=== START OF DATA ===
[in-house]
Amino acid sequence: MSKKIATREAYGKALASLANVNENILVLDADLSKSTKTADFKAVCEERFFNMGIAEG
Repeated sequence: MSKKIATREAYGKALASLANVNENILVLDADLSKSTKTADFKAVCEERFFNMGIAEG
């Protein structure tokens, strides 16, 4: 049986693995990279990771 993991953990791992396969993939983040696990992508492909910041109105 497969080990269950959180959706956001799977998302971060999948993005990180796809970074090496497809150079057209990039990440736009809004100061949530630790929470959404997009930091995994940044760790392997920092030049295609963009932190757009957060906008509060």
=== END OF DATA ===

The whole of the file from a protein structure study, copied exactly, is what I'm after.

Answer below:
[in-house]
Amino acid sequence: MSKKIATREAYGKALASLANVNENILVLDADLSKSTKTADFKAVCEERFFNMGIAEG
Repeated sequence: MSKKIATREAYGKALASLANVNENILVLDADLSKSTKTADFKAVCEERFFNMGIAEG
């Protein structure tokens, strides 16, 4: 049986693995990279990771 993991953990791992396969993939983040696990992508492909910041109105 497969080990269950959180959706956001799977998302971060999948993005990180796809970074090496497809150079057209990039990440736009809004100061949530630790929470959404997009930091995994940044760790392997920092030049295609963009932190757009957060906008509060």